Exposition of Karma

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In the Tibetan canon, Exposition of Karma (Skt. Karmavibhaṅga; Tib. ལས་ཀྱི་རྣམ་པར་འགྱུར་བ།, Wyl. las kyi rnam par ‘gyur ba) is classified as a sutra belonging to the Shravaka yana, and in the Dergé edition of the Kangyur it is listed in the sutra section under “various sutras belonging to the Hinayana.”

It takes places in Shravasti, in Prince Jeta’s Grove, where the Buddha is staying with a large following of 1,250 monks. The Buddha is visited by a brahmin youth named Shuka, who requests the Buddha to explain how karmic ripening can lead to such a great diversity of beings. In response, the Buddha explains that individual karmic results are the reason for the diversity of beings, and he teaches in detail fifty-one categories of negative and positive consequences together with the specific actions that function as their causes. Next, the Buddha lists ten negative consequences for transgressing each of the five precepts: abstaining from taking life, abstaining from stealing, abstaining from sexual misconduct (here transgressing the vow of celibacy), abstaining from lying, and abstaining from consuming intoxicants. Lastly, the Buddha explains the karmic advantages that result from building and worshipping a caitya of the Tathagata. Also enumerated are the advantages gained through making offerings and leading a religious life, living a secluded life, becoming a Buddhist mendicant, and developing confidence.[1]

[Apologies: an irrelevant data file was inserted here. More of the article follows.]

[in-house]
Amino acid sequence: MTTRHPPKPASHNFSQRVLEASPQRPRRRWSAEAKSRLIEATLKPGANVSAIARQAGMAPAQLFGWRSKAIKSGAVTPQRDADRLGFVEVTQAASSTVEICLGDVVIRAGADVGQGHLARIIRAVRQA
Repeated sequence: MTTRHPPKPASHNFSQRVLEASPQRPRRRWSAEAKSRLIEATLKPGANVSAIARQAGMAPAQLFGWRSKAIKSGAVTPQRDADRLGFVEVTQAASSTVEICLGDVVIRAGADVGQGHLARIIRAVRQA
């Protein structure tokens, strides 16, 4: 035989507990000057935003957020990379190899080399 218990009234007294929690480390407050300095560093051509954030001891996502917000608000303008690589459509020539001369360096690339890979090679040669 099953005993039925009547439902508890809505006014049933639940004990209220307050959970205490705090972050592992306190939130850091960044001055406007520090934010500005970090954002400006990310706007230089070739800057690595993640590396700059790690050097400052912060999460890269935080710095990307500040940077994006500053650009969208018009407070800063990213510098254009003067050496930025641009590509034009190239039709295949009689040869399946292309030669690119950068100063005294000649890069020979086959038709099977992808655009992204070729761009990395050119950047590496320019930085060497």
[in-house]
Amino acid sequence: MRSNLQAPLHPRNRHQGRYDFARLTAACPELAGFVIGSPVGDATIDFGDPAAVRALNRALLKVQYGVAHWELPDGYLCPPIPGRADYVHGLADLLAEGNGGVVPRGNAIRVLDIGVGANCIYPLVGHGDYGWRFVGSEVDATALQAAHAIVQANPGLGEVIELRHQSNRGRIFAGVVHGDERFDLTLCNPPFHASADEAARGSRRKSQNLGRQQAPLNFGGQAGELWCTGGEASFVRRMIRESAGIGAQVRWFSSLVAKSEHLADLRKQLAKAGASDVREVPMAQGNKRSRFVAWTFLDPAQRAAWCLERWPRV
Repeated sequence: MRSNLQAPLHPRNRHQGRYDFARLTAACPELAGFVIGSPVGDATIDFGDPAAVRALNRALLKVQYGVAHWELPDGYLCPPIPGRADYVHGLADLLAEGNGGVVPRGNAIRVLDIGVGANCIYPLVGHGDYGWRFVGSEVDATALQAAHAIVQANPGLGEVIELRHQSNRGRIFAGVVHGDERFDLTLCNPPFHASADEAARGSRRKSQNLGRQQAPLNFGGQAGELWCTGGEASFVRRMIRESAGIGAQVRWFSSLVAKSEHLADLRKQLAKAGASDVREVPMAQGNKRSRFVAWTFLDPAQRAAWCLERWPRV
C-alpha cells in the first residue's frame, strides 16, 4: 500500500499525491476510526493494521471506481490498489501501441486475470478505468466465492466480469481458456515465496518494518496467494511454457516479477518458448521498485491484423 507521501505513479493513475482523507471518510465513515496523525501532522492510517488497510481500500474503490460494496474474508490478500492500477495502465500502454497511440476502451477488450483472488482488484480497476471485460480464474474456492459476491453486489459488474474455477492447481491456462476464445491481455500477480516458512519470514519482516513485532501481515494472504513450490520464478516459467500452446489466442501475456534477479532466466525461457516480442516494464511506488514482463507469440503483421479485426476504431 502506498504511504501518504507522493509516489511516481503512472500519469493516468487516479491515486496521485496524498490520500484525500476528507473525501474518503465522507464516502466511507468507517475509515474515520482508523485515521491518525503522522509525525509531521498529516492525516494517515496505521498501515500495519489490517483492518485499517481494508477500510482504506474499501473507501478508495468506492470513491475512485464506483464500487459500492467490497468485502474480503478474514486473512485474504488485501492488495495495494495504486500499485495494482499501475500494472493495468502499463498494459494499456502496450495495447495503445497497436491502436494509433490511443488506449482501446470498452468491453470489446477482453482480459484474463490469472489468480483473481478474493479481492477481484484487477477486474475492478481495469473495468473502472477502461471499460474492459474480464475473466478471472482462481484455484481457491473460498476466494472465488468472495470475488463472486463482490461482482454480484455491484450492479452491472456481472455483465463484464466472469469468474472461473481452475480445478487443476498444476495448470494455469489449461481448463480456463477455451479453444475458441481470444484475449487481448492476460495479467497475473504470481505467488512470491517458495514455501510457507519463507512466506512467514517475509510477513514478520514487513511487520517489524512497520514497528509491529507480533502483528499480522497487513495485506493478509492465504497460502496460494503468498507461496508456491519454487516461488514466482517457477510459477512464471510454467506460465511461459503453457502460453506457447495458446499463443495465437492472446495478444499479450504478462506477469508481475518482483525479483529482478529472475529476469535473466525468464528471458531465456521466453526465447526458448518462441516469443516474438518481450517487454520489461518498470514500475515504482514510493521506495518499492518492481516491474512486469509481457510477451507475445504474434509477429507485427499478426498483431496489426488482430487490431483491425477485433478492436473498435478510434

The Tibetan translation of this sutra can be found in the General Sutra section of the Tibetan Kangyur, Toh 339


  1. 84000 Translating the Words of the Buddha.


The Sanskrit word caitya can refer to a stupa, but also to a shrine (containing an image or a stupa), a sacred place of worship, or any sacred object.